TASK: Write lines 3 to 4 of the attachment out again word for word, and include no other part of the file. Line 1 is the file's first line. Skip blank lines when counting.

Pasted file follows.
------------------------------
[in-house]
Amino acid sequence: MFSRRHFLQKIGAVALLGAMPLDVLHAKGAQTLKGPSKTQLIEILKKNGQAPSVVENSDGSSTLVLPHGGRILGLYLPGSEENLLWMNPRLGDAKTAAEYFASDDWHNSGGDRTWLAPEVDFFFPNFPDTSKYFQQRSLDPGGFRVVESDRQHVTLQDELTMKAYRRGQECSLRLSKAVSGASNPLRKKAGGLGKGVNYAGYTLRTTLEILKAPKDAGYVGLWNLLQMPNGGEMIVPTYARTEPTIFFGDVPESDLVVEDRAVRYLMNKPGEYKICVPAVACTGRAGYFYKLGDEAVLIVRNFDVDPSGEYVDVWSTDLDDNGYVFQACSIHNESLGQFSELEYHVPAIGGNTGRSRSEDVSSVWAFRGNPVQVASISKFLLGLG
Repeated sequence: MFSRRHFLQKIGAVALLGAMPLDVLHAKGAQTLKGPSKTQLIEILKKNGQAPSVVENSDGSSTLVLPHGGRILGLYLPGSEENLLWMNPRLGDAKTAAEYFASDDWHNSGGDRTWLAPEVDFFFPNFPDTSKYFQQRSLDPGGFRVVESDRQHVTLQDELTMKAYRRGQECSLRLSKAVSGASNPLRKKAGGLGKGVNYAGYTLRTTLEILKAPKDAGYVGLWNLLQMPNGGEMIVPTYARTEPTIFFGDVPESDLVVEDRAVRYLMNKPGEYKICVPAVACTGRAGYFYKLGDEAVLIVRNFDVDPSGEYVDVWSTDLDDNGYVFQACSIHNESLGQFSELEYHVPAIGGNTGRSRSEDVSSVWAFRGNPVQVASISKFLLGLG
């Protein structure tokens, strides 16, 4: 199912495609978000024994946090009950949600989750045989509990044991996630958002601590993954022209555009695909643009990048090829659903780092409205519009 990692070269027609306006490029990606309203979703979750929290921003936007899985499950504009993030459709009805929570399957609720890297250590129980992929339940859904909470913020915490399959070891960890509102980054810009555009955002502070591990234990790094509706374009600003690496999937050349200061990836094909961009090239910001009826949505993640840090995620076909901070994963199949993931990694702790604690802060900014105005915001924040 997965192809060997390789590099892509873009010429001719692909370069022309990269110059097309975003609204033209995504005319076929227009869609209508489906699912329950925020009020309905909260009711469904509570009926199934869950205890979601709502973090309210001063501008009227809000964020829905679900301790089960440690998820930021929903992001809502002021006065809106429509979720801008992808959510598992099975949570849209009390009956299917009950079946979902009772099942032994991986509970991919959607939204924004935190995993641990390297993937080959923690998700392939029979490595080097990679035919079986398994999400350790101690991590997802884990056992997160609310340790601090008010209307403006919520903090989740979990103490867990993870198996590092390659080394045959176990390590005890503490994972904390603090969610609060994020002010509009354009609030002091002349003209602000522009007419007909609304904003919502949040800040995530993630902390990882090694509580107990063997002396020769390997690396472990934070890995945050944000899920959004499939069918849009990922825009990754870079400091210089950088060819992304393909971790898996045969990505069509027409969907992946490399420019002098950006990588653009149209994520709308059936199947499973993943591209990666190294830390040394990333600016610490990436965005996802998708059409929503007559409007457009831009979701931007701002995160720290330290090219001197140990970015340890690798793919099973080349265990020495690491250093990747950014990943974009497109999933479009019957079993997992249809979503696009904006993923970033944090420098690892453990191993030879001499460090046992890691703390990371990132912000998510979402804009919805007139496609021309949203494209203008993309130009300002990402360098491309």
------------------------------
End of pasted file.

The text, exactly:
Repeated sequence: MFSRRHFLQKIGAVALLGAMPLDVLHAKGAQTLKGPSKTQLIEILKKNGQAPSVVENSDGSSTLVLPHGGRILGLYLPGSEENLLWMNPRLGDAKTAAEYFASDDWHNSGGDRTWLAPEVDFFFPNFPDTSKYFQQRSLDPGGFRVVESDRQHVTLQDELTMKAYRRGQECSLRLSKAVSGASNPLRKKAGGLGKGVNYAGYTLRTTLEILKAPKDAGYVGLWNLLQMPNGGEMIVPTYARTEPTIFFGDVPESDLVVEDRAVRYLMNKPGEYKICVPAVACTGRAGYFYKLGDEAVLIVRNFDVDPSGEYVDVWSTDLDDNGYVFQACSIHNESLGQFSELEYHVPAIGGNTGRSRSEDVSSVWAFRGNPVQVASISKFLLGLG
């Protein structure tokens, strides 16, 4: 199912495609978000024994946090009950949600989750045989509990044991996630958002601590993954022209555009695909643009990048090829659903780092409205519009 990692070269027609306006490029990606309203979703979750929290921003936007899985499950504009993030459709009805929570399957609720890297250590129980992929339940859904909470913020915490399959070891960890509102980054810009555009955002502070591990234990790094509706374009600003690496999937050349200061990836094909961009090239910001009826949505993640840090995620076909901070994963199949993931990694702790604690802060900014105005915001924040 997965192809060997390789590099892509873009010429001719692909370069022309990269110059097309975003609204033209995504005319076929227009869609209508489906699912329950925020009020309905909260009711469904509570009926199934869950205890979601709502973090309210001063501008009227809000964020829905679900301790089960440690998820930021929903992001809502002021006065809106429509979720801008992808959510598992099975949570849209009390009956299917009950079946979902009772099942032994991986509970991919959607939204924004935190995993641990390297993937080959923690998700392939029979490595080097990679035919079986398994999400350790101690991590997802884990056992997160609310340790601090008010209307403006919520903090989740979990103490867990993870198996590092390659080394045959176990390590005890503490994972904390603090969610609060994020002010509009354009609030002091002349003209602000522009007419007909609304904003919502949040800040995530993630902390990882090694509580107990063997002396020769390997690396472990934070890995945050944000899920959004499939069918849009990922825009990754870079400091210089950088060819992304393909971790898996045969990505069509027409969907992946490399420019002098950006990588653009149209994520709308059936199947499973993943591209990666190294830390040394990333600016610490990436965005996802998708059409929503007559409007457009831009979701931007701002995160720290330290090219001197140990970015340890690798793919099973080349265990020495690491250093990747950014990943974009497109999933479009019957079993997992249809979503696009904006993923970033944090420098690892453990191993030879001499460090046992890691703390990371990132912000998510979402804009919805007139496609021309949203494209203008993309130009300002990402360098491309």